Most supermarkets carry a fresh supply of watercress but you can also grow this superfood in your garden. Wikihow has a great how to article.

    How do you eat it?

    Many watercress recipes can be found online, but here is a quick one that I’m sure you’ll find delicious. You’ll need:

    • 2 tablespoons of olive oil
    • 1 tablespoon fresh lemon juice
    • Kosher salt and black pepper to taste
    • 1 bunch watercress (remove the thick stems and discard)
    • 1 small fennel bulb thinly sliced
    • 1/2 cup pomegranate seeds

    Preparation Instructions:

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    Whisk together the olive oil and lemon juice in a medium to large bowl. Add the watercress, fennel and pomegranate seeds. Lightly toss to combine. Then add salt and pepper to taste. That’s it! Serve immediately. If you don’t mind a little wilting, this can also be served cold, just don’t leave in the fridge too long.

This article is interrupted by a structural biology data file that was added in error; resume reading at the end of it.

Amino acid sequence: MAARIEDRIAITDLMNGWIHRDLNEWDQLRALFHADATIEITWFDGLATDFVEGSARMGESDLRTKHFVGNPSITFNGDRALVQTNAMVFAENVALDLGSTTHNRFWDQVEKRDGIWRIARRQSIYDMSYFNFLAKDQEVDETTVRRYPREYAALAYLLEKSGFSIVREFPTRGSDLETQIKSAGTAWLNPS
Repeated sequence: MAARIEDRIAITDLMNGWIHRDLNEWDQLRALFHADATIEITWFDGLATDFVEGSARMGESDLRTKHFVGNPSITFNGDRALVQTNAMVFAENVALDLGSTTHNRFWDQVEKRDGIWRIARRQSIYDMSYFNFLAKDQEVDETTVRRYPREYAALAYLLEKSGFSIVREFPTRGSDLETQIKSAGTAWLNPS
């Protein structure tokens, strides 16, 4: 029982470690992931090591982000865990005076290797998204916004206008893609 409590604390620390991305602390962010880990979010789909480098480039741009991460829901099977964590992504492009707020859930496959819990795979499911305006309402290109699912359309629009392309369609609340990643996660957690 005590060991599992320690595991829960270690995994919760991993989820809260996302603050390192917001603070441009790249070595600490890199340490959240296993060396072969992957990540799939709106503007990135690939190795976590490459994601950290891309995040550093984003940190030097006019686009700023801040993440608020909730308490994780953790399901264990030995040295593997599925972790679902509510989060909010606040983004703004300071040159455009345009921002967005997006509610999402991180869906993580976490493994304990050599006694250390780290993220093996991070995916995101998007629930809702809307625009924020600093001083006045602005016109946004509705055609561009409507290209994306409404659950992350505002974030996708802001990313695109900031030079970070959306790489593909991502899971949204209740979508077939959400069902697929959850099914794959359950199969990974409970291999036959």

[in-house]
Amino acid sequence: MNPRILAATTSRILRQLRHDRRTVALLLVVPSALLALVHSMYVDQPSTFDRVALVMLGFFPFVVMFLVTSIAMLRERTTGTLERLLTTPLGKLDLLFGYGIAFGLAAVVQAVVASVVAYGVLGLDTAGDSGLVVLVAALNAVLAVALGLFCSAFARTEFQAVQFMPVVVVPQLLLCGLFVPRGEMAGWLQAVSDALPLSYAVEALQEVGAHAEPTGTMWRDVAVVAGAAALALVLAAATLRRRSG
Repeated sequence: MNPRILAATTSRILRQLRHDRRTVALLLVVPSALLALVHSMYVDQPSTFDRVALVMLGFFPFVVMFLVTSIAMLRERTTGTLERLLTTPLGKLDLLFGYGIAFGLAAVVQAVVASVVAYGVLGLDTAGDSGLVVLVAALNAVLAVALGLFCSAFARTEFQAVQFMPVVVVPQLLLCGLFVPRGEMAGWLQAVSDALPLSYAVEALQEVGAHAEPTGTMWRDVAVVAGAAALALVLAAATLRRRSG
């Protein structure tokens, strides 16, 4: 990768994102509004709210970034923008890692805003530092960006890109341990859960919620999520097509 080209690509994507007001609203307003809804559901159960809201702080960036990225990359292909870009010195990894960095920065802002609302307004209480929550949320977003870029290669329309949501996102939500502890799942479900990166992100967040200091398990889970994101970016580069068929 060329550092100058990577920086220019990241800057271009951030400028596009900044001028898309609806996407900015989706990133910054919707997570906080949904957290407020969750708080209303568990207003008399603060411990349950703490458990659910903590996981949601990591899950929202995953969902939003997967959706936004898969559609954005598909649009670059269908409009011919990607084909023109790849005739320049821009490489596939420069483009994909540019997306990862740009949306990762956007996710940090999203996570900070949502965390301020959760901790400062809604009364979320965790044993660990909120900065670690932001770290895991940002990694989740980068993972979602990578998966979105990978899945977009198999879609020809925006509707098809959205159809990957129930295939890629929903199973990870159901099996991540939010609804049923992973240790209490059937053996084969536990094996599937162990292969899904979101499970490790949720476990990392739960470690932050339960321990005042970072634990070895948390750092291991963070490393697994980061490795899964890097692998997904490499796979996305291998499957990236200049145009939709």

Watercress has become one of the top foods in the quest to stamp the importance of nutrition on health. It has proven remarkable benefits in the numerous nutrients that it provides and it tastes good too. It is certainly a superfood must have on your next grocery trip!

    Featured photo credit: Samuel Adams via samueladams.com

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    andre lewis

    Former Inside Operations Supervisor UPS

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    Last Updated on March 25, 2020

    How to Live Longer? 21 Ways to Live a Long Life

    How to Live Longer? 21 Ways to Live a Long Life